Tuesday, November 14, 2017

How much is enough?

How much is enough?
Before 1975, children with disabilities could be excluded from a school because …, well actually just because the principal said no for whatever reason.  And many principals did say no.  In 1975 the Education of All Handicapped Children Act (EHA)was signed by President Ford.  From then until now, children with disabilities must be given a free and appropriate public education (FAPE).  But how much is enough!
Gone are the days when parents were grateful their kids were in a school.  Now parents are making demands that courts have found to be beyond the responsibility of the schools.
There was a family in Maine who insisted that the IEP(Individual Education Program) for their child did not include the specific reading program that the family believed would make the child a successful reader.  The school district disagreed and did not want to include the reading program by name in the IEP.  The court agreed with the school district and said that IDEA (Individuals with Disabilities Education Act, successor to EHA) did not require that specific methods or instructional techniques be included.  Professional educators get to make those calls.
A Jewish religiously observant family in Maryland turned down the IEP established by the school district because the IEP did not include religious instruction and instruction in Hebrew.  The child has a severe intellectual disability so it is unclear if the child even has the potential to learn Hebrew, a language that requires learning a totally different alphabet as well as a different grammar and structure.  The parents also wanted the public schools to provide instruction in Judaic studies and customs so that the child could participate in family religious observances.  The parents asserted that the child was being denied FAPE without these provisions.   The court denied the parents request noting that there is no requirement for religious instruction in IDEA.  The school district has agreed to make reasonable accommodations for the family to provide this instruction. 
In a recent Supreme Court decision, Endrew F. vs. Douglas County School District the Court said that IDEA does not provide any substantive IEP standard and that the maximization of a student’s potential was not required by the law.
So what do families want and how much is enough?   Is any child guaranteed that his/her potential will be maximized by the school system? Nope, not plain kids and not kids with disabilities.    Does the fact that a child has a disability negate the family’s responsibility for religious instruction? Evidently not, no matter how important religion is to the child's family.  Who is running the educational program, the parents or the professionals?  These are difficult questions and for the time being the various courts have answered them.  But there is a larger question. When are families expecting more than they have the right to expect?  And is there any limit on what is best for a child with a disability?  How much is enough?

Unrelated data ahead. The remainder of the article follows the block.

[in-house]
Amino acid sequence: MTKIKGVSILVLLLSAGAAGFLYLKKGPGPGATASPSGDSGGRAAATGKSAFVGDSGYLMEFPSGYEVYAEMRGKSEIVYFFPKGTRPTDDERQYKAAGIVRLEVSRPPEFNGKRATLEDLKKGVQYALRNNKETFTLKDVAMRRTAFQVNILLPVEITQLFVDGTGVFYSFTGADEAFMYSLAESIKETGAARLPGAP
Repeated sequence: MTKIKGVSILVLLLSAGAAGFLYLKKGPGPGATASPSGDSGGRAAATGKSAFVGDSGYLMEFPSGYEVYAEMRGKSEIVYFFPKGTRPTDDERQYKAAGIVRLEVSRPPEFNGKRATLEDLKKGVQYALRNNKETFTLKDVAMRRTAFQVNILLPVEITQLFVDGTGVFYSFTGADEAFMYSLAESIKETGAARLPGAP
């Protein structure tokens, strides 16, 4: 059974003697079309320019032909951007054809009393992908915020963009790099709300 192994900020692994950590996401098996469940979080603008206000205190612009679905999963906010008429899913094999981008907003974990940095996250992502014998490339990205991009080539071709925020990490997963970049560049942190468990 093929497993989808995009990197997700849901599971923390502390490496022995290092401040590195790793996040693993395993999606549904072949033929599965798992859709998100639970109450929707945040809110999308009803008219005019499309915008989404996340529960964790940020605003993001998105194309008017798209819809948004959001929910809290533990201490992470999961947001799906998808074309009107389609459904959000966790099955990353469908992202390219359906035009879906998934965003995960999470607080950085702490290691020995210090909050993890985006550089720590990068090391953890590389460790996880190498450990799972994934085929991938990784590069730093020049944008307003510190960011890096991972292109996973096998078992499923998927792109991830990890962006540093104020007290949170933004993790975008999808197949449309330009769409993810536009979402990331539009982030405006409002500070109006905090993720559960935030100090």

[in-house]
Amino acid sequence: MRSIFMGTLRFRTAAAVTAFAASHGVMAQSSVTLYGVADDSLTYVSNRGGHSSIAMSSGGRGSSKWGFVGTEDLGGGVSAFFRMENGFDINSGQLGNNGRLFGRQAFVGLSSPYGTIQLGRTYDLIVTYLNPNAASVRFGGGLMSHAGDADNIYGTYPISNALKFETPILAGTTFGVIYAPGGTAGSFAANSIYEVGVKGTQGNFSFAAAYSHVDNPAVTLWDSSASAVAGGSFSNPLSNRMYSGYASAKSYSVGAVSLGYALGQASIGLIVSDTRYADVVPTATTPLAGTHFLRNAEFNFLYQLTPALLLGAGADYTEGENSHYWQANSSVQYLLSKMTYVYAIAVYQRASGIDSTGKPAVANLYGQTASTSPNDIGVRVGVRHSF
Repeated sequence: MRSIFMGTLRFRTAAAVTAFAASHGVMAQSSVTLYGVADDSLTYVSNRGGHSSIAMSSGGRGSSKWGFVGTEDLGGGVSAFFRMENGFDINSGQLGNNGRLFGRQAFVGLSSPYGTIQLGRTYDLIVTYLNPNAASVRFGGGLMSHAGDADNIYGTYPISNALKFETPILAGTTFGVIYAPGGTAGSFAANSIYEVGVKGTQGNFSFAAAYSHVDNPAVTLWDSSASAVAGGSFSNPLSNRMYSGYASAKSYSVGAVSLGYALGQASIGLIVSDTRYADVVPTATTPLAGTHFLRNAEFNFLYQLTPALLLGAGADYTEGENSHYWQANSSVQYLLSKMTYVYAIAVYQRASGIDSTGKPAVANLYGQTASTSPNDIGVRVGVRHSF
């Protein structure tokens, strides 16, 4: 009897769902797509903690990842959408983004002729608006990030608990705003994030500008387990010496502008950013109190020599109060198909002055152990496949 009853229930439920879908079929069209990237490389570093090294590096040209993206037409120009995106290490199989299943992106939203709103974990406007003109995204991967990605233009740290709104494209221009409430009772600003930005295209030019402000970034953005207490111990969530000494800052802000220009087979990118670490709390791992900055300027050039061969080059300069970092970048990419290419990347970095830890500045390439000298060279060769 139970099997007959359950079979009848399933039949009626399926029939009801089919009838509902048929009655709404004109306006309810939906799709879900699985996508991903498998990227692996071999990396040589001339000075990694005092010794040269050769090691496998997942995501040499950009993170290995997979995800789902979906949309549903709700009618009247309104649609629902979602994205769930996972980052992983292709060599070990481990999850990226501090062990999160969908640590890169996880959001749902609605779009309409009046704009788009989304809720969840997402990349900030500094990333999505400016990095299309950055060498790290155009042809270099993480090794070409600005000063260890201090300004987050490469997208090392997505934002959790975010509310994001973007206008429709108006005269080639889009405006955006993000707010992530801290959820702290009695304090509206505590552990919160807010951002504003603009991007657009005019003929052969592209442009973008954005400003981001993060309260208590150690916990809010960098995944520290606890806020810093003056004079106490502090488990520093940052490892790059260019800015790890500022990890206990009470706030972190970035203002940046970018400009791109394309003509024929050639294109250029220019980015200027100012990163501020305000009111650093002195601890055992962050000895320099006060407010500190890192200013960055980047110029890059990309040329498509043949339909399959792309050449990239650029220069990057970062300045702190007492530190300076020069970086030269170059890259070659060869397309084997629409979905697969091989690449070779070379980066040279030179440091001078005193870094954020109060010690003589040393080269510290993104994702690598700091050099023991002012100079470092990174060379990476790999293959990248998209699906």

Tuesday, November 7, 2017

Let's Get Every Senior into College-How stupid is that?

Let’s Get Every Senior into College-How stupid is that?

A Lakewood California principal recently encouraged principals to do whatever it took to get every senior into college.   According to his numbers, nearly 70% of youth ages 16-24 who graduated from any high school since 2016 are enrolled in college.  Traditionally these numbers are much lower for public schools nationwide- roughly 40%.   The numbers are even lower for schools in low-income communities.
Here is what I do not understand.  We keep collecting data about how many students graduating from high school are going on to college.   Why don’t we care about how many are able to get a decent job!?
Going to college is a waste of time and money if your talents for earning a living lie outside of what colleges train people to do.
There are more important goals for our high school students than going to college.
First of all, we need to teach students that they matter and that they matter enough to do excellent work.  Not for the adults but for themselves.  We should not ask kids to do school work for us; we should repeatedly ask them  if what they are doing is their best effort for themselves.  Is their work something that they are proud to put their name to.
Next, let the students know that we notice and we care about how they are doing.  One of the things that is wrong (and there are many) with tying teacher evaluations to high stakes testing is that it communicates to students that we could be more concerned with our own evaluation rather than with how much they are learning.  Educators need to learn to be cheerleaders for the students.  Let them know we are watching how well they do for themselves, not for us.  This approach also empowers kids to realize it is their destiny that is at stake.